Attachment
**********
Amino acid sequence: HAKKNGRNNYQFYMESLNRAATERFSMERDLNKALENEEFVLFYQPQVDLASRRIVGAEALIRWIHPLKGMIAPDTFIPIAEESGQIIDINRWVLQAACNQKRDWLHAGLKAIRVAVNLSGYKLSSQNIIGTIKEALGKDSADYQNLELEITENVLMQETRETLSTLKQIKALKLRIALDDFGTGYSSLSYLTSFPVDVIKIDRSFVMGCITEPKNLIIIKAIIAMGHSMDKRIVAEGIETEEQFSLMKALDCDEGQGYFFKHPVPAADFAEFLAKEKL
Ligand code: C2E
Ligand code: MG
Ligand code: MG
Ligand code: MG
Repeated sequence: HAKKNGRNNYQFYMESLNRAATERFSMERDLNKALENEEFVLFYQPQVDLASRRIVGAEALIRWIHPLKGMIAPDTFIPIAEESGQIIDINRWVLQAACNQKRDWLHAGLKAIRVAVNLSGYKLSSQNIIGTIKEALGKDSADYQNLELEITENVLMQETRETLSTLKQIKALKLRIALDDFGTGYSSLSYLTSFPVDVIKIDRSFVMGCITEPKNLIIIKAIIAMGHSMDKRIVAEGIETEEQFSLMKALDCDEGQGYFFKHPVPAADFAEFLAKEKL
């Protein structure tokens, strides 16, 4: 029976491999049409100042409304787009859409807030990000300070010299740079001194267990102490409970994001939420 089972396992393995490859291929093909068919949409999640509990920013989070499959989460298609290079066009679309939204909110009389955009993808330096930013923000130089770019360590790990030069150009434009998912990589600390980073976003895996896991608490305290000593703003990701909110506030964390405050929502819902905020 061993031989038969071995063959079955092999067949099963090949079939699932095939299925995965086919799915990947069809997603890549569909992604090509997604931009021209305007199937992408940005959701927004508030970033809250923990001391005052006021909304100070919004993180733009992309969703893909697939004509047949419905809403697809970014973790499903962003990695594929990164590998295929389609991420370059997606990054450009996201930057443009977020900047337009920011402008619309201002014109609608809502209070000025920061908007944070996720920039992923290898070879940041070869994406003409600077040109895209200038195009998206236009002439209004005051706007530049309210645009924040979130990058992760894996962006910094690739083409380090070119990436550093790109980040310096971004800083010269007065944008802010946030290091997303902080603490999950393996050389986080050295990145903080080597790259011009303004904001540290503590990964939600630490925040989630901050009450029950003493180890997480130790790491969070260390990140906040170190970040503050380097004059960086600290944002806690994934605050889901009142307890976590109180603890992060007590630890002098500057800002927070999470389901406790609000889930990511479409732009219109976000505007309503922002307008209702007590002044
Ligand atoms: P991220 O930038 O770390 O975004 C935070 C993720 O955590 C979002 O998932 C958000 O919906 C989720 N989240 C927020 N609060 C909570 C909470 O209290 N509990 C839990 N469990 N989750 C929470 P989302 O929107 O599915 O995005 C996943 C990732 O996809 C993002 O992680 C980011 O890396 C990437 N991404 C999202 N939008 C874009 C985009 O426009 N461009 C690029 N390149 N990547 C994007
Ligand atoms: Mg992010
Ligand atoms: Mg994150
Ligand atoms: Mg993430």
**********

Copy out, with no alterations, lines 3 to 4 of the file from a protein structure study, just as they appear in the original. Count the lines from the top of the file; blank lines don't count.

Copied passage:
Ligand code: MG
Ligand code: MG